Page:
“Why?!” She answers sharply. (I don’t know what it is with my filipino parents, but even when they say just one word, it already sounds like I’ve done something wrong.)
“Oh, because I want to wear it.. for MY wedding!” I girlishly squeal, hoping for some kind of connection with my immigrant mom over the telephone. (I think that’s one of those things that I always kinda wanted growing up. White mothers/daughters always seemed to have that weird sisterly vibe, calling each other up just to see ‘how are you’. Whenever I call my parents, they instantly think I need money.)
“What?” I thought I heard wrong.
“No.” She huffs. “Bad luck.”
“Bad luck?!?” I’m practically reeling from the blow. “How?”
“Good luck for you. Bad luck for me. In my culture (she says this often to me because I am far too ‘Americanized’ to be considered even a bit filipino), it is bad luck to wear my wedding dress.”
“Why?!” I’m wailing now, culminating years of being a spoiled brat mixed vigorously with memories of my mom showing me the dress as a child and the words “Someday, this will be yours,” somehow etched into my remembrance. A childhood dream crushed! My budget-wedding budget crushed!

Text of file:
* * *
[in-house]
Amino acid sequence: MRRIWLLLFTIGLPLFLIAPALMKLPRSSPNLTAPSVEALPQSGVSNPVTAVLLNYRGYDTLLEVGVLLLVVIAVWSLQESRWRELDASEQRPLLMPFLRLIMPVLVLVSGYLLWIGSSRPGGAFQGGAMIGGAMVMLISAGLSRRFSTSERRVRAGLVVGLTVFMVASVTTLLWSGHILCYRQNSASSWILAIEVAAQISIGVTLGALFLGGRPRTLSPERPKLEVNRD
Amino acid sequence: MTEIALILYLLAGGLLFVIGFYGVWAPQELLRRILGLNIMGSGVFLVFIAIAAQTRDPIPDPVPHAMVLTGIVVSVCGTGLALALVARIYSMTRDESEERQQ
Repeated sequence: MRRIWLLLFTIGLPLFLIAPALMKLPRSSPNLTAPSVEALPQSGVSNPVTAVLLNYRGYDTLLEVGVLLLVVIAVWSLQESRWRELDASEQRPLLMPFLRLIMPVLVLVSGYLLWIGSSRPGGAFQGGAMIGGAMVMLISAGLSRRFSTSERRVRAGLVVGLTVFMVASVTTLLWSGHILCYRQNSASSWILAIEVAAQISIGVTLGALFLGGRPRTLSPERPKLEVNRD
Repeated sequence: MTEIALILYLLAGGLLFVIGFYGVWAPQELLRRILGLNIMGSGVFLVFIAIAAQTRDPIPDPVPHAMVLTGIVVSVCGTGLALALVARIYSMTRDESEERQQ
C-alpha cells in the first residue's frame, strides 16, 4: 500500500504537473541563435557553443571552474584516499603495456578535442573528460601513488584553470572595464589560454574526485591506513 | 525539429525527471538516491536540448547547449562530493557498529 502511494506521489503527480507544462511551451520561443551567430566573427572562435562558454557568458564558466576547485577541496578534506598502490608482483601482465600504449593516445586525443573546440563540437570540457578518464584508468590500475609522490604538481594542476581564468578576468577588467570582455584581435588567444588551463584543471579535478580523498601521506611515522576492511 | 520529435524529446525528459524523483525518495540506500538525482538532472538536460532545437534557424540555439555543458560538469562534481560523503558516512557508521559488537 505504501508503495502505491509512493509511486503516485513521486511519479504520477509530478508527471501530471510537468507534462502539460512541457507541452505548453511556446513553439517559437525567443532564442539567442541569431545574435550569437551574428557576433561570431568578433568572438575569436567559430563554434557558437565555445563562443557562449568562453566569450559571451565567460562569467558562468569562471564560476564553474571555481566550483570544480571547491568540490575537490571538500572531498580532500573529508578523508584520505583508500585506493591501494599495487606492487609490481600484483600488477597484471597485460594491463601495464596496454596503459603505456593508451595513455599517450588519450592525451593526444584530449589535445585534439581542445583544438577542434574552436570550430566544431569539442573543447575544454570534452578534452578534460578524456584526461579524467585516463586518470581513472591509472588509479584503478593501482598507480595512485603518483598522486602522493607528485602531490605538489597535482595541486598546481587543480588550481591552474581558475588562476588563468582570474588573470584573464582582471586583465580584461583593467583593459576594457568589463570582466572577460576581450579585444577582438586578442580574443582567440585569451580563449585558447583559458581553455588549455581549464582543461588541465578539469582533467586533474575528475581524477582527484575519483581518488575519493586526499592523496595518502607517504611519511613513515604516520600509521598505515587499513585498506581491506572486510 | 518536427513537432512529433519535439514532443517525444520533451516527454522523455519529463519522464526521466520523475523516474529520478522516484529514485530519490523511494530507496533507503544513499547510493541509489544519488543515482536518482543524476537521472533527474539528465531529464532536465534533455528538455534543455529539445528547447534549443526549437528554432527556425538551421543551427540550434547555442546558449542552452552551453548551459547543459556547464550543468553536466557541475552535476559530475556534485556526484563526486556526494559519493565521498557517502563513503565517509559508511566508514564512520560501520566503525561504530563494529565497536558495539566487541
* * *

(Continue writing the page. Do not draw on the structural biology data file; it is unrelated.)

My dad -who has been listening in the room- gets angrily onto the phone. “Why, what’s wrong with you?” He sternly growls into the phone. “You want your mommy to die?!”
“Whaaaaat?” I manage.
“You want your mommy to die?!… You want your mommy to die?!?!”
“No…” sniff. “I just want to wear her wedding dress.”
“THEN you want your mommy to die!” He angrily concludes.
“What culture does it say that?” I fight back.
“I never saw that on the internet!” I throw. (Because you know, everything is TRUE on the internet.)
“Doesn’t matter. You wear that dress, your mommy dies. No. Buy a wedding dress.” he spits into the phone.
“But a wedding dress costs $100s of dollars… even thousands!” I counter. (I’m appealing to their frugality, their downright cheapness that usually justifies their ability to give 95 cents as a tip at certain Chinese restaurants.)
“So what?! Better a new dress than a dead mommy!” My dad hits his last few words before my mom is able to wrench the phone from his white-knuckled hands.
“So,” my mom continues, all quiet and factual, “No, no you can’t wear my wedding dress. But you can have it after I die.”